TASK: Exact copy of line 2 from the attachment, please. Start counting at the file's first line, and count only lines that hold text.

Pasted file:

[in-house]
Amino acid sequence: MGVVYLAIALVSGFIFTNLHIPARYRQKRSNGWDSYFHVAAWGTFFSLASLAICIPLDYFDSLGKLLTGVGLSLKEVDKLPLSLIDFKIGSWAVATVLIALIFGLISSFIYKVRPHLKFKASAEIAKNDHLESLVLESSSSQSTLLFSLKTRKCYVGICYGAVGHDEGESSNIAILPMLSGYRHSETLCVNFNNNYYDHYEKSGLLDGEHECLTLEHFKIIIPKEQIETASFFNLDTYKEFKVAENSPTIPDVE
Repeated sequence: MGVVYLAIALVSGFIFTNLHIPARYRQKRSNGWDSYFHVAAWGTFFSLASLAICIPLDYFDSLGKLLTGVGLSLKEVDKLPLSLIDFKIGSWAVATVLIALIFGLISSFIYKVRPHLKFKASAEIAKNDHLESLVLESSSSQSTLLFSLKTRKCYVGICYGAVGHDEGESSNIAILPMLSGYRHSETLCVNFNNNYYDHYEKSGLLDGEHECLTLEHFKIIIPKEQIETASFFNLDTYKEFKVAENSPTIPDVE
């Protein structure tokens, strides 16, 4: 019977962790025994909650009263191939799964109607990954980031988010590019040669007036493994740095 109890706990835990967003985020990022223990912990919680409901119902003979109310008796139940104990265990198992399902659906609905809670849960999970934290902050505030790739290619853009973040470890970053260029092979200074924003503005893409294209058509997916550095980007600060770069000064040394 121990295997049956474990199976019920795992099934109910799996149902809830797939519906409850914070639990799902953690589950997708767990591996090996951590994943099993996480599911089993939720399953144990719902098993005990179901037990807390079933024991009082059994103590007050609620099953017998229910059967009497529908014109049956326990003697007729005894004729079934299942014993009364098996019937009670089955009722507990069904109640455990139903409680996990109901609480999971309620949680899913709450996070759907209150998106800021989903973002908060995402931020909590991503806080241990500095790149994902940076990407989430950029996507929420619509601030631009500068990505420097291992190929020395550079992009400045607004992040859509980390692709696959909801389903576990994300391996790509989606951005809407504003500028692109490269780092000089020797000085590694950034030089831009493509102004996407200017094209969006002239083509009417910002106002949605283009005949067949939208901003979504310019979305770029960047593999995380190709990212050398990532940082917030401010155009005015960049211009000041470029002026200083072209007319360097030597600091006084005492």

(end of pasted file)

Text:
Amino acid sequence: MGVVYLAIALVSGFIFTNLHIPARYRQKRSNGWDSYFHVAAWGTFFSLASLAICIPLDYFDSLGKLLTGVGLSLKEVDKLPLSLIDFKIGSWAVATVLIALIFGLISSFIYKVRPHLKFKASAEIAKNDHLESLVLESSSSQSTLLFSLKTRKCYVGICYGAVGHDEGESSNIAILPMLSGYRHSETLCVNFNNNYYDHYEKSGLLDGEHECLTLEHFKIIIPKEQIETASFFNLDTYKEFKVAENSPTIPDVE